Like with pets and babies, we seem to like it when devices mimic our behaviour and social patterns. In the process of domesticating technology, we teach products to behave like ourselves. But we all know that almost every learning process starts with copying…
Earlier this year we have written about Siri, a relatively new feature in Apples iOS that allows users to control their iPhones with their voices in a quite convincing way. Especially the ‘intelligent’ answers Siri gave to questions stole many
But what happens if speaking devices start having conversations with each other? In the nineties, there was the Furby a furry toy animal that could talk. Some lucky owners of these fantastic creatures reported having sleepless night after their toy friends got stuck in a feedback loop of nocturnal conversations. Of course, this only happened between products of the same technological species (batteries included).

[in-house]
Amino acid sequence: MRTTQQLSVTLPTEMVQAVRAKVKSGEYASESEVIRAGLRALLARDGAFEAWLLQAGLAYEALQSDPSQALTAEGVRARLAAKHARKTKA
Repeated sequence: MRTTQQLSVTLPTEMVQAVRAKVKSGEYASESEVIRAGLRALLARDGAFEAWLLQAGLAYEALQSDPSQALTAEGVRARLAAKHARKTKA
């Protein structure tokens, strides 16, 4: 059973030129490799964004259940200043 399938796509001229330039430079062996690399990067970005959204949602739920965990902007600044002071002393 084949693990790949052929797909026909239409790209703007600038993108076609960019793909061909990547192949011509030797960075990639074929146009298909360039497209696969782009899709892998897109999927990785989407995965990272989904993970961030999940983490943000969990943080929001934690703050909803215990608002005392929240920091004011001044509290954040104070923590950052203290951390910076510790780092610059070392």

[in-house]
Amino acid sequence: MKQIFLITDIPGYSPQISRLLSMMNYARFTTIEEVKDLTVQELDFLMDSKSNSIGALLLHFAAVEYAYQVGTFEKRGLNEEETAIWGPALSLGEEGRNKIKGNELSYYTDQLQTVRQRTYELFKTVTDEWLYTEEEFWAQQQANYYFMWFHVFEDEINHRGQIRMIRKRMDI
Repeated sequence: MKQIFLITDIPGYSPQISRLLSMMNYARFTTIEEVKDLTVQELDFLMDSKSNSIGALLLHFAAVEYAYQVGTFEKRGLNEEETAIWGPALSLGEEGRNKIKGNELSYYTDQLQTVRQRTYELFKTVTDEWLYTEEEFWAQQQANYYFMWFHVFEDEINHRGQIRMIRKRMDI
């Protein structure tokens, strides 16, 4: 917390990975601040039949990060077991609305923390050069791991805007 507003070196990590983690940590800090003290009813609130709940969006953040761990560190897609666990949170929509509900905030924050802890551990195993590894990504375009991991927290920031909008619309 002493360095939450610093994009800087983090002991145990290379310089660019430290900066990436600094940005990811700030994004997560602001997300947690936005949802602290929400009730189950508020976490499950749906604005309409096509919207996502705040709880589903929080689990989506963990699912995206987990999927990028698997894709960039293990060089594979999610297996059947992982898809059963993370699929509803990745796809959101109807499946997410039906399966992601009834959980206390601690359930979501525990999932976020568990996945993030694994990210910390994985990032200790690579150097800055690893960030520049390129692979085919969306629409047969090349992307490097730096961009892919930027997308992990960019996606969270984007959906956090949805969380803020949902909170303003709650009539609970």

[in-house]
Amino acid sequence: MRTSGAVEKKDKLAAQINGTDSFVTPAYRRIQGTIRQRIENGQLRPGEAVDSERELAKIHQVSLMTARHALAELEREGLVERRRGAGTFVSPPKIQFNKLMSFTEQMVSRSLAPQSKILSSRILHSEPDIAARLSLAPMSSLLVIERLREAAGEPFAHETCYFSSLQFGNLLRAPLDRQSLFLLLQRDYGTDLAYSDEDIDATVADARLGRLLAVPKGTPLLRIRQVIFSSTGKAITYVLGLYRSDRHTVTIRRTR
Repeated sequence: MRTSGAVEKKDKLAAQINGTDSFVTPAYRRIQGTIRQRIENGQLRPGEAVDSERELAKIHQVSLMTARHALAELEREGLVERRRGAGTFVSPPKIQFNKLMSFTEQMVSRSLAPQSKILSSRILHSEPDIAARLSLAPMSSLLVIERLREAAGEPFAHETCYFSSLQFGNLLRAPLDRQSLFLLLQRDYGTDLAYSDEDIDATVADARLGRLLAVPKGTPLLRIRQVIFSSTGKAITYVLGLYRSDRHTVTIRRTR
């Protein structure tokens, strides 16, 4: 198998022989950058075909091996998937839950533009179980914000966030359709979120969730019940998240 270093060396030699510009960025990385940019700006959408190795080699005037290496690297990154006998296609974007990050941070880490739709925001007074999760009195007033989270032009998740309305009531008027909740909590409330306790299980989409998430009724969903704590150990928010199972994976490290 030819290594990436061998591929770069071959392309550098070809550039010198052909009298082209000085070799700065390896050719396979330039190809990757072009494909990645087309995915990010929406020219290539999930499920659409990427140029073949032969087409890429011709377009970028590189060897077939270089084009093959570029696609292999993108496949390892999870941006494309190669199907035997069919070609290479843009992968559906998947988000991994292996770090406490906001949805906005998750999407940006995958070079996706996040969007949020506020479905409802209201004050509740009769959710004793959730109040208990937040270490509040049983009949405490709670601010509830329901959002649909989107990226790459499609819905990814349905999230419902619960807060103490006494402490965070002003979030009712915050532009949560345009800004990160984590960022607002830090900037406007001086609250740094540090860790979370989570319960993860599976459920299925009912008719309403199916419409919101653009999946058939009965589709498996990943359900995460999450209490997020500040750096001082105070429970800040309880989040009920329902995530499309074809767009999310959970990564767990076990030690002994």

The short movie featured in this post is also an example of this ‘Furby-effect’. The movie is funny, but why exactly? Which one of the phones dp you feel most sympathy for? Do we even see some character development over here?
We have become radically dependent on the technology we have created ourselves. But the opposite is also true. We have a symbiotic relationship with the things we create. So, at the same thing, the whole thing is a little bit sad: it shows how helpless the products are, without us interacting with them.
Yet, it points out to a future when the devices around us lead whole social lives, without us being involved. One day, you might find your mobile phone and your refrigerator gossiping about you…
Thanks Coralie Vogelaar